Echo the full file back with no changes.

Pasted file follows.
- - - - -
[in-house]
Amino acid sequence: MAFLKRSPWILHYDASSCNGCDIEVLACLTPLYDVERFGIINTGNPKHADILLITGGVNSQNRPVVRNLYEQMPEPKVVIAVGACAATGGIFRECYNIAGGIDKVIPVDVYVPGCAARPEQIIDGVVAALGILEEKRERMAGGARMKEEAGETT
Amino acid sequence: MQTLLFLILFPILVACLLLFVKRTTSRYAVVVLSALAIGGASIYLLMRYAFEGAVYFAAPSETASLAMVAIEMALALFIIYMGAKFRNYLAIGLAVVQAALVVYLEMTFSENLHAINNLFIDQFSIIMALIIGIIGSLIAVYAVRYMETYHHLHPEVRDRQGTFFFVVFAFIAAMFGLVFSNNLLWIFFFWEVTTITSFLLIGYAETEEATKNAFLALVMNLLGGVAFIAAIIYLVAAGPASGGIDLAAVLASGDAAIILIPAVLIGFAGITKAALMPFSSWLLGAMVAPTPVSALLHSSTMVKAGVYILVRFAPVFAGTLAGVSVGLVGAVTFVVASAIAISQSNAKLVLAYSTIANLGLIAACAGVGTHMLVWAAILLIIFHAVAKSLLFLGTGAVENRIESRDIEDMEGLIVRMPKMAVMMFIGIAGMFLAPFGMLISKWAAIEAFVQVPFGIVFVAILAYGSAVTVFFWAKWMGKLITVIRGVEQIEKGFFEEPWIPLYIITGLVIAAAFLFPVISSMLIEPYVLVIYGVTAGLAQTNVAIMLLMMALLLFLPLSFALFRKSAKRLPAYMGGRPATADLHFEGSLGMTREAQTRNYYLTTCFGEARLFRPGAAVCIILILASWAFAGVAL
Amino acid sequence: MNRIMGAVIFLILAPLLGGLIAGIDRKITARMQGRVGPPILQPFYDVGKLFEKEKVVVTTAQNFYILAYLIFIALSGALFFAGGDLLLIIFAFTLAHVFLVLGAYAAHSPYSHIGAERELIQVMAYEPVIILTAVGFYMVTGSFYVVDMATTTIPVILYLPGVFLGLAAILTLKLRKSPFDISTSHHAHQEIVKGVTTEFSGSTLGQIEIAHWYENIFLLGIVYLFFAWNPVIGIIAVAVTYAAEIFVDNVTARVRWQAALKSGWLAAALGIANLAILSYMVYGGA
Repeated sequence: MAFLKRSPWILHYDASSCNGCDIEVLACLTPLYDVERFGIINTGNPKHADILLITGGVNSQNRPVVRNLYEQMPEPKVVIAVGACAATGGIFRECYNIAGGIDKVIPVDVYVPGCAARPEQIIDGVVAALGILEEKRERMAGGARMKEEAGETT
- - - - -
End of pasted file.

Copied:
[in-house]
Amino acid sequence: MAFLKRSPWILHYDASSCNGCDIEVLACLTPLYDVERFGIINTGNPKHADILLITGGVNSQNRPVVRNLYEQMPEPKVVIAVGACAATGGIFRECYNIAGGIDKVIPVDVYVPGCAARPEQIIDGVVAALGILEEKRERMAGGARMKEEAGETT
Amino acid sequence: MQTLLFLILFPILVACLLLFVKRTTSRYAVVVLSALAIGGASIYLLMRYAFEGAVYFAAPSETASLAMVAIEMALALFIIYMGAKFRNYLAIGLAVVQAALVVYLEMTFSENLHAINNLFIDQFSIIMALIIGIIGSLIAVYAVRYMETYHHLHPEVRDRQGTFFFVVFAFIAAMFGLVFSNNLLWIFFFWEVTTITSFLLIGYAETEEATKNAFLALVMNLLGGVAFIAAIIYLVAAGPASGGIDLAAVLASGDAAIILIPAVLIGFAGITKAALMPFSSWLLGAMVAPTPVSALLHSSTMVKAGVYILVRFAPVFAGTLAGVSVGLVGAVTFVVASAIAISQSNAKLVLAYSTIANLGLIAACAGVGTHMLVWAAILLIIFHAVAKSLLFLGTGAVENRIESRDIEDMEGLIVRMPKMAVMMFIGIAGMFLAPFGMLISKWAAIEAFVQVPFGIVFVAILAYGSAVTVFFWAKWMGKLITVIRGVEQIEKGFFEEPWIPLYIITGLVIAAAFLFPVISSMLIEPYVLVIYGVTAGLAQTNVAIMLLMMALLLFLPLSFALFRKSAKRLPAYMGGRPATADLHFEGSLGMTREAQTRNYYLTTCFGEARLFRPGAAVCIILILASWAFAGVAL
Amino acid sequence: MNRIMGAVIFLILAPLLGGLIAGIDRKITARMQGRVGPPILQPFYDVGKLFEKEKVVVTTAQNFYILAYLIFIALSGALFFAGGDLLLIIFAFTLAHVFLVLGAYAAHSPYSHIGAERELIQVMAYEPVIILTAVGFYMVTGSFYVVDMATTTIPVILYLPGVFLGLAAILTLKLRKSPFDISTSHHAHQEIVKGVTTEFSGSTLGQIEIAHWYENIFLLGIVYLFFAWNPVIGIIAVAVTYAAEIFVDNVTARVRWQAALKSGWLAAALGIANLAILSYMVYGGA
Repeated sequence: MAFLKRSPWILHYDASSCNGCDIEVLACLTPLYDVERFGIINTGNPKHADILLITGGVNSQNRPVVRNLYEQMPEPKVVIAVGACAATGGIFRECYNIAGGIDKVIPVDVYVPGCAARPEQIIDGVVAALGILEEKRERMAGGARMKEEAGETT